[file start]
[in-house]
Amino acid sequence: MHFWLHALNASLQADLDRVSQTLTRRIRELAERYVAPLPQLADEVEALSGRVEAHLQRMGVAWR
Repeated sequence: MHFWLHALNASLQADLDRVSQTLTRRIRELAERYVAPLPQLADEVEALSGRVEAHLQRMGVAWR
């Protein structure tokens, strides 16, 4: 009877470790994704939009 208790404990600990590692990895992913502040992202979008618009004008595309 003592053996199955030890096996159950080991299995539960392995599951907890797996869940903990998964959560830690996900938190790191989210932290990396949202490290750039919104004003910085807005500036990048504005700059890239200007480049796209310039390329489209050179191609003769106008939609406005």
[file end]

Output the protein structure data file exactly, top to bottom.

[in-house]
Amino acid sequence: MHFWLHALNASLQADLDRVSQTLTRRIRELAERYVAPLPQLADEVEALSGRVEAHLQRMGVAWR
Repeated sequence: MHFWLHALNASLQADLDRVSQTLTRRIRELAERYVAPLPQLADEVEALSGRVEAHLQRMGVAWR
């Protein structure tokens, strides 16, 4: 009877470790994704939009 208790404990600990590692990895992913502040992202979008618009004008595309 003592053996199955030890096996159950080991299995539960392995599951907890797996869940903990998964959560830690996900938190790191989210932290990396949202490290750039919104004003910085807005500036990048504005700059890239200007480049796209310039390329489209050179191609003769106008939609406005």